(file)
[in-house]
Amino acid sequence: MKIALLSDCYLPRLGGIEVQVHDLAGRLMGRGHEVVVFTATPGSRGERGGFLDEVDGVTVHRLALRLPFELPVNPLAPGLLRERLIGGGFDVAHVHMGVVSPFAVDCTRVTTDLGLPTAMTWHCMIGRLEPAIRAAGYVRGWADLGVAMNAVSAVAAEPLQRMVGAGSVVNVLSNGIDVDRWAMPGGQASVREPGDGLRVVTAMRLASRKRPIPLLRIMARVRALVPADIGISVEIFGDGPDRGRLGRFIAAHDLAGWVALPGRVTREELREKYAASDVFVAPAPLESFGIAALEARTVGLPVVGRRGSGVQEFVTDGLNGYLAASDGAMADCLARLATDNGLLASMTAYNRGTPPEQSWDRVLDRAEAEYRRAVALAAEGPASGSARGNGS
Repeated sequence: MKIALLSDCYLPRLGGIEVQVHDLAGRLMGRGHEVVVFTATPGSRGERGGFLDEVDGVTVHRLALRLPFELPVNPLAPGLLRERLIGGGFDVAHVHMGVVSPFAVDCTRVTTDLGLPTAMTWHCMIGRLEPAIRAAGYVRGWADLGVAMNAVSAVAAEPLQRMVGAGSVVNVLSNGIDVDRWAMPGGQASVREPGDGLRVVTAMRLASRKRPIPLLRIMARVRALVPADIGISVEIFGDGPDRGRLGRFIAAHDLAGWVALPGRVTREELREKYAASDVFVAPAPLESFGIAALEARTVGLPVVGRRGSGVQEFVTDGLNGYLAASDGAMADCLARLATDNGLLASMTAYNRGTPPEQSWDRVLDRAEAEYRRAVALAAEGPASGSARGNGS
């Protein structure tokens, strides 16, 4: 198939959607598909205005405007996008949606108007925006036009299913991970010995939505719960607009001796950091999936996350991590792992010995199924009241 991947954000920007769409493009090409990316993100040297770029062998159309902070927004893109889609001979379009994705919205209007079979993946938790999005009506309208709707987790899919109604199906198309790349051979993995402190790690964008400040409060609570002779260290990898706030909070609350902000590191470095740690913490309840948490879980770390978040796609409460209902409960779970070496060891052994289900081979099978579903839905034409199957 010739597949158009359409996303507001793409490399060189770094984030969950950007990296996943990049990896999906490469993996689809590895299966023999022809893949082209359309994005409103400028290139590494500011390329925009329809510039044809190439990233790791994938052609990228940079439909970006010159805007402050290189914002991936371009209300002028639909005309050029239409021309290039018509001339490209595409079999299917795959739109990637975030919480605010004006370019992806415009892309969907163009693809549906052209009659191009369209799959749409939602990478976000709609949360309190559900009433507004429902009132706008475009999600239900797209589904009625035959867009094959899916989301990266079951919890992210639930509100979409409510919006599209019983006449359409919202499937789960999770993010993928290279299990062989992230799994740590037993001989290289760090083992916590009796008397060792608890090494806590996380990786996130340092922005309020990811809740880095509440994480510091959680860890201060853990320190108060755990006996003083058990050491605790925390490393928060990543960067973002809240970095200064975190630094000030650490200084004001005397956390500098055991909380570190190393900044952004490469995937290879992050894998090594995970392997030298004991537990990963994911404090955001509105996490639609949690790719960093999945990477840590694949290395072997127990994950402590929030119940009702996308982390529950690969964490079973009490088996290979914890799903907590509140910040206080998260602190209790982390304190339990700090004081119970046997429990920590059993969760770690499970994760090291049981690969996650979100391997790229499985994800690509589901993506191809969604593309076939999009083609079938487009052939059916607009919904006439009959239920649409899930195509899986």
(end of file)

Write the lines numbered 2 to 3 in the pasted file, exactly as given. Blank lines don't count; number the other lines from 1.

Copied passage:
Amino acid sequence: MKIALLSDCYLPRLGGIEVQVHDLAGRLMGRGHEVVVFTATPGSRGERGGFLDEVDGVTVHRLALRLPFELPVNPLAPGLLRERLIGGGFDVAHVHMGVVSPFAVDCTRVTTDLGLPTAMTWHCMIGRLEPAIRAAGYVRGWADLGVAMNAVSAVAAEPLQRMVGAGSVVNVLSNGIDVDRWAMPGGQASVREPGDGLRVVTAMRLASRKRPIPLLRIMARVRALVPADIGISVEIFGDGPDRGRLGRFIAAHDLAGWVALPGRVTREELREKYAASDVFVAPAPLESFGIAALEARTVGLPVVGRRGSGVQEFVTDGLNGYLAASDGAMADCLARLATDNGLLASMTAYNRGTPPEQSWDRVLDRAEAEYRRAVALAAEGPASGSARGNGS
Repeated sequence: MKIALLSDCYLPRLGGIEVQVHDLAGRLMGRGHEVVVFTATPGSRGERGGFLDEVDGVTVHRLALRLPFELPVNPLAPGLLRERLIGGGFDVAHVHMGVVSPFAVDCTRVTTDLGLPTAMTWHCMIGRLEPAIRAAGYVRGWADLGVAMNAVSAVAAEPLQRMVGAGSVVNVLSNGIDVDRWAMPGGQASVREPGDGLRVVTAMRLASRKRPIPLLRIMARVRALVPADIGISVEIFGDGPDRGRLGRFIAAHDLAGWVALPGRVTREELREKYAASDVFVAPAPLESFGIAALEARTVGLPVVGRRGSGVQEFVTDGLNGYLAASDGAMADCLARLATDNGLLASMTAYNRGTPPEQSWDRVLDRAEAEYRRAVALAAEGPASGSARGNGS